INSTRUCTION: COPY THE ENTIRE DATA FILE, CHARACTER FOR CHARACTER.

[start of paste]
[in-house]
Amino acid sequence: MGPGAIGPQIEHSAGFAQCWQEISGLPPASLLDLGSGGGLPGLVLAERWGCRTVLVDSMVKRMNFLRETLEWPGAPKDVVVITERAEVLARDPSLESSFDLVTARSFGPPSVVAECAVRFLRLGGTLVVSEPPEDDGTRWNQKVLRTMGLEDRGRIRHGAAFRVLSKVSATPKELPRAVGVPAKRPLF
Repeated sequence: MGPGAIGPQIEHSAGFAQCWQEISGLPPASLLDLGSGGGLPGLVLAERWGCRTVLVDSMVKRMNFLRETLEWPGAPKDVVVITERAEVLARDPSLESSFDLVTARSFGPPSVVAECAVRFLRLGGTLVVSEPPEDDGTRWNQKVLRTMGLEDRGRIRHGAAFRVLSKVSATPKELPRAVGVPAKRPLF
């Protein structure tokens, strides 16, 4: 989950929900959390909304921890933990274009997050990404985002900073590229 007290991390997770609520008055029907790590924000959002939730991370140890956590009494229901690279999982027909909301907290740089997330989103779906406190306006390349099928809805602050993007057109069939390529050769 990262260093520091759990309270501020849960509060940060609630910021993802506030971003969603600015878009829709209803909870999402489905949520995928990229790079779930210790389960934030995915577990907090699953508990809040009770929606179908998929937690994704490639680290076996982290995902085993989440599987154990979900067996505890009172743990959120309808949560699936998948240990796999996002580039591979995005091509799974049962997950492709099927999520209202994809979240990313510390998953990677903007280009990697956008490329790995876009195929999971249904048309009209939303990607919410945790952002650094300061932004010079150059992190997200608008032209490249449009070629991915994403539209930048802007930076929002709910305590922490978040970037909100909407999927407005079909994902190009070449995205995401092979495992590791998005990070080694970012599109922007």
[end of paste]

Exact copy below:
[in-house]
Amino acid sequence: MGPGAIGPQIEHSAGFAQCWQEISGLPPASLLDLGSGGGLPGLVLAERWGCRTVLVDSMVKRMNFLRETLEWPGAPKDVVVITERAEVLARDPSLESSFDLVTARSFGPPSVVAECAVRFLRLGGTLVVSEPPEDDGTRWNQKVLRTMGLEDRGRIRHGAAFRVLSKVSATPKELPRAVGVPAKRPLF
Repeated sequence: MGPGAIGPQIEHSAGFAQCWQEISGLPPASLLDLGSGGGLPGLVLAERWGCRTVLVDSMVKRMNFLRETLEWPGAPKDVVVITERAEVLARDPSLESSFDLVTARSFGPPSVVAECAVRFLRLGGTLVVSEPPEDDGTRWNQKVLRTMGLEDRGRIRHGAAFRVLSKVSATPKELPRAVGVPAKRPLF
């Protein structure tokens, strides 16, 4: 989950929900959390909304921890933990274009997050990404985002900073590229 007290991390997770609520008055029907790590924000959002939730991370140890956590009494229901690279999982027909909301907290740089997330989103779906406190306006390349099928809805602050993007057109069939390529050769 990262260093520091759990309270501020849960509060940060609630910021993802506030971003969603600015878009829709209803909870999402489905949520995928990229790079779930210790389960934030995915577990907090699953508990809040009770929606179908998929937690994704490639680290076996982290995902085993989440599987154990979900067996505890009172743990959120309808949560699936998948240990796999996002580039591979995005091509799974049962997950492709099927999520209202994809979240990313510390998953990677903007280009990697956008490329790995876009195929999971249904048309009209939303990607919410945790952002650094300061932004010079150059992190997200608008032209490249449009070629991915994403539209930048802007930076929002709910305590922490978040970037909100909407999927407005079909994902190009070449995205995401092979495992590791998005990070080694970012599109922007």